After some industry opposition, large industry players are now openly supporting DRS.

As demand for recycled materials grows, a paradox is created in which there isn’t enough high-quality material being collected and recycled to meet that demand. Deposit return systems offer a solution to this paradox by ensuring a clean stream of materials fit for closed-loop recycling, by collecting and managing materials in a way that minimises contamination and ensures high-quality outputs.

This is why more and more drinks companies (including Coca-Cola, Pepsi, and Nestlé) and industry associations have begun to throw their support behind such schemes.

After years of opposing DRS, the drinks industry has begun to realise that DRS is the only realistic way to increase the recycled content of their bottles and cans to reach a higher material efficiency and meet their corporate sustainability targets. In an open letter to the European Commission in September 2020, the European Federation of Bottled Waters (EFBW)—representing natural mineral and spring waters, and UNESDA—representing soft drinks producers—called for the widespread adoption of DRS in European countries to meet the separate collection and rPET targets set in the EU’s SUPD.

In October 2021, Natural Mineral Waters Europe (NMWE) and UNESDA (in association with Zero Waste Europe) urged the EU to acknowledge the role of DRSs in achieving a circular economy for beverage packaging in Europe, and to support the establishment of minimum requirements for new DRSs in the revision of the PPWD.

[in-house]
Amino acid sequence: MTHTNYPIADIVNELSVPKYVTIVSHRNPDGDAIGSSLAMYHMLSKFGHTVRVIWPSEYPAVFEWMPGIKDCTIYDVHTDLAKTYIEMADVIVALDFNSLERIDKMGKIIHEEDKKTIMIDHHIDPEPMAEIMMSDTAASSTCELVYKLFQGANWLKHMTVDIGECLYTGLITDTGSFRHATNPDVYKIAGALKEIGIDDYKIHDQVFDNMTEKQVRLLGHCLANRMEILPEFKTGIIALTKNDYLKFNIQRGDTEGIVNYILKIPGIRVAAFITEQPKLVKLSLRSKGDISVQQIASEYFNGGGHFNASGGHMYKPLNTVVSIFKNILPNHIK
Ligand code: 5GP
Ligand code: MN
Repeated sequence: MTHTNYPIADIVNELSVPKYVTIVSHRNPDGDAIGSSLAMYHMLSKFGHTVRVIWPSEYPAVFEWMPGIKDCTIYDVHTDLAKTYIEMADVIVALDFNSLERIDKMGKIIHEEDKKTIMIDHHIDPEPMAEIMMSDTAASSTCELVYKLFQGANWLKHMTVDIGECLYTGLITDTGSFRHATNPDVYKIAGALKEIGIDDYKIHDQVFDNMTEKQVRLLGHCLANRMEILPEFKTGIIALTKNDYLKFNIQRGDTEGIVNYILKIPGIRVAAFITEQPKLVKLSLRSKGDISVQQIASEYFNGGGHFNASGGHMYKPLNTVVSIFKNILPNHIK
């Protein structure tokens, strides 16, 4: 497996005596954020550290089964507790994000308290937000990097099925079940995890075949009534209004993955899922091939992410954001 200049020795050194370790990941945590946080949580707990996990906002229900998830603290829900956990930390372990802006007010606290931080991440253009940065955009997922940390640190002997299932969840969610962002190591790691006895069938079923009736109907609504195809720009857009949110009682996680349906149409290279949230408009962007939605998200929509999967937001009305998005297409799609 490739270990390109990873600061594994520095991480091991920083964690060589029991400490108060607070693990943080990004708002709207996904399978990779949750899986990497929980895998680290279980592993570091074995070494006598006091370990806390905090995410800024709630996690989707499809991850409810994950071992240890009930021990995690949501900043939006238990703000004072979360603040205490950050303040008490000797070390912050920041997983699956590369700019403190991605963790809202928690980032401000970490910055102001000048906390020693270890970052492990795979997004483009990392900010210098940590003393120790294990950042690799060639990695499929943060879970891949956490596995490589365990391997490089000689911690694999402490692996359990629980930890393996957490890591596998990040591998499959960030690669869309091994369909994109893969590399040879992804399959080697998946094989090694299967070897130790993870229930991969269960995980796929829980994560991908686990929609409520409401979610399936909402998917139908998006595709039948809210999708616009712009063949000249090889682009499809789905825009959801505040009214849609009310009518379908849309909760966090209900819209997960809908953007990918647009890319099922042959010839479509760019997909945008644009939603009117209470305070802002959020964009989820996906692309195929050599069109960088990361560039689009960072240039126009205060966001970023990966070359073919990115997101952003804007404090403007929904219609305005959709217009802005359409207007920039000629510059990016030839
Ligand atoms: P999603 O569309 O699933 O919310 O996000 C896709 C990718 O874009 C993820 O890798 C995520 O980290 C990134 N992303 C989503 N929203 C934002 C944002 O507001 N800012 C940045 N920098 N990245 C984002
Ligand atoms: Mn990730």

In their joint statement to the European Commission, they stated that: “DRS have not only delivered high collection rates for beverage packaging in countries where they are in place, but they also have the benefit of providing high-quality, food-grade recycled material in a clean stream.”

Most recently, on the 24th of October, a broad coalition representing European beverage producers, material and technology suppliers, recyclers, NGOs and public entities called for ambitious action to enable full circularity of beverage packaging in the anticipated draft amendment of the PPWD. The coalition highlighted the importance of setting a 90% separate collection for recycling target by 2029 for beverage packaging; and supports the adoption of well-designed deposit return systems (DRS) in Member States whose collection performance fails to meet interim milestones needed to attain the 90% target. This is a fundamental condition to promote closed-loop recycling and deliver circular beverage packaging.

Mandatory deposit return systems, together with a 90% separate collection for recycling target—what Reloop calls a ¨dual-action proposal¨—are proven solutions that are good for the climate and enhance Europe’s resilience in terms of securing access to resources (i.e. material and energy).

This opportunity is most timely given the current geo-political context in Europe, where security of energy supply and access to resources has become increasingly critical.

When it comes to real action on waste and climate, we do not have the luxury of waiting any longer. We do not have the time to turn down solutions that are proven to work, and that help us meet both our climate mitigation and waste prevention objectives.